Supreme Westwood provides perfect Dubai finale
Lee Westwood left the BBC 5 live radio booth, beer in hand, with a trademark quip. "I'll be on 606 later, you can read me on the message boards," he said with a satisfied smile.
Having covered the Tour for the last seven seasons I am struggling to recall a more dominant performance in such a significant event. You probably have to go back to Nick Faldo's 1996 demolition of Greg Norman at Augusta before you can identify better golf from an Englishman.
Caddie Billy Foster and Lee Westwood celebrate the golfer's Dubai success
With both titles on the line he was bogey free in compiling weekend rounds of 66 and 64. It was the best golf of Westwood's life.
His objective from here has to be to harness that mental approach at the majors. If he does watch out; green jackets, claret jugs and the rest of the most prized trophies in the game could easily be making their way to Westwood Towers.
It is hard to imagine anyone in the world being capable of beating him in the form he showed in dropping just two shots in 72 holes on the Earth Course and that includes Tiger Woods.
OK it wasn't a major but he was determined to overhaul Rory McIlroy in the Race to Dubai and he was treating it with the intensity of one of the big four championships as he sought to overcome the disappointment of missing out on the Open at Turnberry in July.
Clearly his partnership with Foster has provided the missing link. Westwood has never been one for the mind gurus ("They all look funny don't they," he once said) but Foster has effectively provided that role.
"We are good mates," Westwood said. "You're never quite sure how that's going to turn out when you start working with somebody you get on really well with."
Well it has worked out just fine and Foster has the confidence and caddie intelligence to administer the right advice at the right time. He was in Westwood's ear the entire 72 holes to ensure his boss's mind was in the right place.
"I'll probably get done by the stewards for excess whipping," Foster told this blog. "I just worked really hard on making him focus on every shot and worrying about what he has to do and not worry about what anybody else was doing."
It was the perfect advice, best illustrated by McIlroy's performance this week. Finishing third was a fine effort and would ordinarily have been enough to secure a money-list title given the lead he held going into the final event.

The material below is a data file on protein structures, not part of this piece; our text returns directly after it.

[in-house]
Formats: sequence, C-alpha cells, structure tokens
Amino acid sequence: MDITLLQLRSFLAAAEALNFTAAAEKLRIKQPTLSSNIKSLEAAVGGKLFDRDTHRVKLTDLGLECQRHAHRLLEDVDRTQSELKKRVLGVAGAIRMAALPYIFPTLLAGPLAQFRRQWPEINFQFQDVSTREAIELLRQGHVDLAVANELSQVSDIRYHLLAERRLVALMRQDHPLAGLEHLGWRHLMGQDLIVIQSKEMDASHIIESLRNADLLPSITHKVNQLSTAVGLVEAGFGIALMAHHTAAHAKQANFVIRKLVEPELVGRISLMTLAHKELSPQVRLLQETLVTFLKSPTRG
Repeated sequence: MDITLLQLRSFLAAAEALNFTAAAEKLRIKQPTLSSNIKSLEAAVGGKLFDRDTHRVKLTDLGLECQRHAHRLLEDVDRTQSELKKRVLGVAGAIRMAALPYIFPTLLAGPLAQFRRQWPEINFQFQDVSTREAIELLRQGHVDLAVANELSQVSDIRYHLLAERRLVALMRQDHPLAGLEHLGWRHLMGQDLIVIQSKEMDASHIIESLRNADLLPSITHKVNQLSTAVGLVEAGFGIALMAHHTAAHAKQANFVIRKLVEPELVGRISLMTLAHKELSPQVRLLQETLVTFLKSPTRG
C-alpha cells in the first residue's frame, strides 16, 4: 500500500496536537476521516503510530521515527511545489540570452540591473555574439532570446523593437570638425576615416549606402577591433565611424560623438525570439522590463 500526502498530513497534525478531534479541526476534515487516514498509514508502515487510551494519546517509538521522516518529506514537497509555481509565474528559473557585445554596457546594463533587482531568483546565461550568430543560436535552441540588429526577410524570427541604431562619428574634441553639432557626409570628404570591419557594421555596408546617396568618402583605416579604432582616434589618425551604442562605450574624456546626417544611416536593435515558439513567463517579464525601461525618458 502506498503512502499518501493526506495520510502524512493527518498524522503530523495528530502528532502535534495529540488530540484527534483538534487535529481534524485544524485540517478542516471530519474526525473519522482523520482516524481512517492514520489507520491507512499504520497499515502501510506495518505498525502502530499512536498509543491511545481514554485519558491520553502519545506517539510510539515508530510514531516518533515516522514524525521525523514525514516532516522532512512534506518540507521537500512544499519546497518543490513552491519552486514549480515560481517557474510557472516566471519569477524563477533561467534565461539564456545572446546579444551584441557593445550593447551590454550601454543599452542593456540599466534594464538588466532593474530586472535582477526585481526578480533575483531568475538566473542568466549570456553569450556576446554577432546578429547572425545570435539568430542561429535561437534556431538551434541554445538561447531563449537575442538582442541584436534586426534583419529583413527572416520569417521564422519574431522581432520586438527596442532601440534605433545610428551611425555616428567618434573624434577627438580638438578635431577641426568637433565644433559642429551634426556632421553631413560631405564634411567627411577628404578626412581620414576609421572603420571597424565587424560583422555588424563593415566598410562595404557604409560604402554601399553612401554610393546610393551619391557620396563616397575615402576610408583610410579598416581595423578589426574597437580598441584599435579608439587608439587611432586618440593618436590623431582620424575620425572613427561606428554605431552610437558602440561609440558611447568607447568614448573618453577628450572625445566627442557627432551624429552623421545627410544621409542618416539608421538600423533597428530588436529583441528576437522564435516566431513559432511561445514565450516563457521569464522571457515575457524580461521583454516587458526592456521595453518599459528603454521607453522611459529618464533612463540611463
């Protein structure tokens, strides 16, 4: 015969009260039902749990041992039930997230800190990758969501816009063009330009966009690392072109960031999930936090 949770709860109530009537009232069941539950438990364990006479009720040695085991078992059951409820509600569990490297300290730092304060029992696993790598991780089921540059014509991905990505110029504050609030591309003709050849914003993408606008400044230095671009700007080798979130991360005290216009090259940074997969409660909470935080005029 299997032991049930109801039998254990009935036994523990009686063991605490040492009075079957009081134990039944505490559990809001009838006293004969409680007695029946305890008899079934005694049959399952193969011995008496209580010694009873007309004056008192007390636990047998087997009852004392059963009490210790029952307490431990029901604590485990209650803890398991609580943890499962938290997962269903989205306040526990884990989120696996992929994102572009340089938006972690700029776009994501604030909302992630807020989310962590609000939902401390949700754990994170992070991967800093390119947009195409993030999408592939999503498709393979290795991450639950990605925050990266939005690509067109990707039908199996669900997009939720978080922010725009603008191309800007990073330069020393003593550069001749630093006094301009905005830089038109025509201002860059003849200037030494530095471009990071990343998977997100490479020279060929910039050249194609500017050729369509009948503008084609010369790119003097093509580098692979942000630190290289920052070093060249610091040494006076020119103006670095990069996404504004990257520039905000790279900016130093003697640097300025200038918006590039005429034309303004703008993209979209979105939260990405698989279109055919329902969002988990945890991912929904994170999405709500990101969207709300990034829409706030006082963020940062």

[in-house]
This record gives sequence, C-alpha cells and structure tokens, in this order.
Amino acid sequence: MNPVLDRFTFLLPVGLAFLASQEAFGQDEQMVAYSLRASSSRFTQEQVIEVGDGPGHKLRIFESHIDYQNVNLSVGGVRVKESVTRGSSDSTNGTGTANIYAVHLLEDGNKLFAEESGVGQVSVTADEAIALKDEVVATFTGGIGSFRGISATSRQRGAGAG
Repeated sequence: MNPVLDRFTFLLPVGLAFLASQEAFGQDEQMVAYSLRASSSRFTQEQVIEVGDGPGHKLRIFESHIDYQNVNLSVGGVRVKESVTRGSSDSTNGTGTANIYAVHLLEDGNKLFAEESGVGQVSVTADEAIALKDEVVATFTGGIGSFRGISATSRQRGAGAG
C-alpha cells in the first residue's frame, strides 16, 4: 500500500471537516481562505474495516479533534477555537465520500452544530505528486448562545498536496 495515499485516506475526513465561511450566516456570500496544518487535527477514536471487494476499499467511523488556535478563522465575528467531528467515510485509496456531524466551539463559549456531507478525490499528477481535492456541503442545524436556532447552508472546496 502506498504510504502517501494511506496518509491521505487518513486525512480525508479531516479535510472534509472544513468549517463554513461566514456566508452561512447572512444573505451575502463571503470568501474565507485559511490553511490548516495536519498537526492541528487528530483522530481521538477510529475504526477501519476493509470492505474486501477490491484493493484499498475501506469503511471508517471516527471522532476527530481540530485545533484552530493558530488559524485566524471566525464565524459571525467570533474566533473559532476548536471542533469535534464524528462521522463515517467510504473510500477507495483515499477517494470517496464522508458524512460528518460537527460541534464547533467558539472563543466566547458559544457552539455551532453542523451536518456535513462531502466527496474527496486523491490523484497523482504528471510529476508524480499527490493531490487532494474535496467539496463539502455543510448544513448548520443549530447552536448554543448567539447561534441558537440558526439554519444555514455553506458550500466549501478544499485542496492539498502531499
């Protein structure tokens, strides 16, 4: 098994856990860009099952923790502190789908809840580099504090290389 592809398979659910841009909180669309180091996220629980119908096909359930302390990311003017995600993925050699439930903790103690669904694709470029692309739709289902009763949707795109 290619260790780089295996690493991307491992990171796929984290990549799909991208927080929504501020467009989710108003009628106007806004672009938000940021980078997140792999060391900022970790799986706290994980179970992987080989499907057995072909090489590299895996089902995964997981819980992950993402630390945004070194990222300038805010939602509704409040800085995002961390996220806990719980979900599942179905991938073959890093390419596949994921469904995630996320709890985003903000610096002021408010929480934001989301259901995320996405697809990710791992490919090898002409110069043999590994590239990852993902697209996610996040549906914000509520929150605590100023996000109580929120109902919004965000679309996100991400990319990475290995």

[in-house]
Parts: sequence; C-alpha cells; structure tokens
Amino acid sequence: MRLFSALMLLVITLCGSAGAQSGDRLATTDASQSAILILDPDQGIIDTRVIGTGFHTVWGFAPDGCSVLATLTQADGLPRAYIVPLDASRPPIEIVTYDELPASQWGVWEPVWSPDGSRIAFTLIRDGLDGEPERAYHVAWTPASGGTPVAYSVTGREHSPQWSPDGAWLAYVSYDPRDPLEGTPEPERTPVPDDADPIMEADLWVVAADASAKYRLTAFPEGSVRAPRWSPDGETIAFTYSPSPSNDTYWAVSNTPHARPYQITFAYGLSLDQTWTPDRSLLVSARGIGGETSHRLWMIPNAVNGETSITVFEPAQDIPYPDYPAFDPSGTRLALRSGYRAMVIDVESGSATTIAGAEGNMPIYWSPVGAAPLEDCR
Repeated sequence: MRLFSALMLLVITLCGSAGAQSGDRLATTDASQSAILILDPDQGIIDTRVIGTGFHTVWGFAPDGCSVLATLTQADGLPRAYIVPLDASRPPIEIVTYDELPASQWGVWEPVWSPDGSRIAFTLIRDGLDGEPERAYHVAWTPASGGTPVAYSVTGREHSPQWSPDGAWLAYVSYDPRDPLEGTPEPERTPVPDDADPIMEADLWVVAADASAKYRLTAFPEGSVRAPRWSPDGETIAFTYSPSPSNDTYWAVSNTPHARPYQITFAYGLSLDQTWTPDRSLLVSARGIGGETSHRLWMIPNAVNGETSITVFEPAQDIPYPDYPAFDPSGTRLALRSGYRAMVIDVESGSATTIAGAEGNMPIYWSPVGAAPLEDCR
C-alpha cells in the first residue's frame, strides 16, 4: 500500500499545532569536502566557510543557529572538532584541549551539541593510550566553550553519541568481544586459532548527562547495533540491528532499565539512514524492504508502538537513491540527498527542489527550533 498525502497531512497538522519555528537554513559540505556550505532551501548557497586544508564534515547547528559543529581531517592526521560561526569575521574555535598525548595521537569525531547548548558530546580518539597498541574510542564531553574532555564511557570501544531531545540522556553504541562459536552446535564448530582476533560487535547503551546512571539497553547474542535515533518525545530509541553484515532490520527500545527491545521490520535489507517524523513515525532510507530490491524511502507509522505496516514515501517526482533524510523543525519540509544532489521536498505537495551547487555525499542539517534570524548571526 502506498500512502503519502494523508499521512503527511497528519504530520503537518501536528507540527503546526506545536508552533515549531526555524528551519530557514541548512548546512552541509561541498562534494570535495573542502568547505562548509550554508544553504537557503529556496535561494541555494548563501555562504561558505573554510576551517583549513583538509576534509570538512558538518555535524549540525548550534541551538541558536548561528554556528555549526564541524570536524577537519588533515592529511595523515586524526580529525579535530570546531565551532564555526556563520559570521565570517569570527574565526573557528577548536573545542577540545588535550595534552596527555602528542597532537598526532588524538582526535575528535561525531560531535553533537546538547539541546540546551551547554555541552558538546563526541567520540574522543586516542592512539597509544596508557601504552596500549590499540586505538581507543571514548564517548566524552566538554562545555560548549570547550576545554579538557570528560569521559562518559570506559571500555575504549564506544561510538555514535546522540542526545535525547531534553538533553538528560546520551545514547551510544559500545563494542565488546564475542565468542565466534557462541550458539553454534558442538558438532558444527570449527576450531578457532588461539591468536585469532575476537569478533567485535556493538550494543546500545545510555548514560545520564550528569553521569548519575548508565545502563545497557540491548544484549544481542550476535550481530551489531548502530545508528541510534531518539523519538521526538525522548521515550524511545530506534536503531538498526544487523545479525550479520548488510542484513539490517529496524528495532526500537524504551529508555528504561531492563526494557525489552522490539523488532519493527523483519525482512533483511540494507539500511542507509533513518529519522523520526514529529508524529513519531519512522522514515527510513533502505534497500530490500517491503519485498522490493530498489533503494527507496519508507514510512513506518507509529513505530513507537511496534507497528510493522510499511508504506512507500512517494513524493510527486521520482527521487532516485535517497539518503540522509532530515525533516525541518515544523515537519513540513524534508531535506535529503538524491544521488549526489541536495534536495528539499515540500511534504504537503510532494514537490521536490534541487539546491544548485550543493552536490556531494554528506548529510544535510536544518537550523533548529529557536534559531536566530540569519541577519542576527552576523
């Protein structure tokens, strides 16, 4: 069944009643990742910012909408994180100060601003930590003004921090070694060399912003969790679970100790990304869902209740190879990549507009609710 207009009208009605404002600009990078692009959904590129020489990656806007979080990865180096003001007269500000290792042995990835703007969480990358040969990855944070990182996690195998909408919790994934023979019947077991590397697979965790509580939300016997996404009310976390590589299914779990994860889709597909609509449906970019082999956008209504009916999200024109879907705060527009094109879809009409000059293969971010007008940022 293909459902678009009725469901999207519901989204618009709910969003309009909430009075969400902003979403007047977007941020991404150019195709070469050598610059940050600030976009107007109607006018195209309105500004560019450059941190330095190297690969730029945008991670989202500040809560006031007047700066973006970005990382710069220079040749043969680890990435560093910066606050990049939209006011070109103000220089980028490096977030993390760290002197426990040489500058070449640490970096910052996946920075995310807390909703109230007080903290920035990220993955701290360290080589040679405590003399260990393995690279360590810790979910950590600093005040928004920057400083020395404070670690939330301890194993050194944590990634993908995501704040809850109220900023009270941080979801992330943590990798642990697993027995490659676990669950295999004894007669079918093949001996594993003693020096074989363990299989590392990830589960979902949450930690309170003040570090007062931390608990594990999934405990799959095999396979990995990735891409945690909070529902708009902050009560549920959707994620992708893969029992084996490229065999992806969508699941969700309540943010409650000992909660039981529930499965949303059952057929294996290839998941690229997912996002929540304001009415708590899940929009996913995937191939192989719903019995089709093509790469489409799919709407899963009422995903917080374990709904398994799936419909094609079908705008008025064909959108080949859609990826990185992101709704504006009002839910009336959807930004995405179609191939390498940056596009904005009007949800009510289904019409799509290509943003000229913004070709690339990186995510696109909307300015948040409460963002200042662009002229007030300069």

But his admission that he would be happier playing with someone other than Westwood after the first round could only embolden the eventual champion and it did. McIlroy will learn and in the meantime we should be grateful for his candour.
To have heard the number of players raving about McIlroy's ball striking this week was convincing in the extreme, especially if his game on the greens tightens up. He's only 20 and runner up in the Race is some achievement.
But it is Westwood who is rightly Europe's number one. Foster has caddied for many great ball strikers; Darren Clarke, Sergio Garcia and in the absence of Steve Williams he is the man Woods has turned to for caddie duties.
"He is as good a ball striker as there is tee to green," Foster says of his current employer and he isn't surprised that Westwood is back in the winner's circle so soon after breaking his season duck in Portugal.
Rivals raved about McIlroy's ball striking in Dubai
"I figured that would take him back to the Westwood of old. He was the best closer in golf bar none 10 or12 years ago," Foster said.
It was the perfect scenario for the European Tour and their Middle Eastern hosts to have the Race decided by the winner of the inaugural Dubai World Championship.
Don't be fooled into thinking the Earth Course was a pushover because the winning score was 23 under par. "I'd have been quite happy to walk off there 16 or 17 under," said Foster.
The layout stood up well to the test and looked good on television. It'll never be a classic - it is a resort course tweaked enough to test the pros.
Was the Race to Dubai a success? It's a question I've been asked several times this week and on balance you would have to say yes. It provided a thrilling climax to the year and it felt as though it generated more attention than previous Orders of Merit.
You may be a better judge - did it do it for you?
Given the economic difficulties in Dubai at the moment it was right that the European Tour sought to cut prize money by 25%. It was still a massive investment by the Emirate and the idea is to use golf to sell property.
That will be the measure. Tour boss George O'Grady says "we are part of the solution" to the financial woes that have silenced so many cranes in these parts - let's hope the Dubai paymasters share his view.
In the meantime it's off to the 606 pages to check out what the new champion of Europe has to say and what you have to say to him. I'd start with a "very well done....."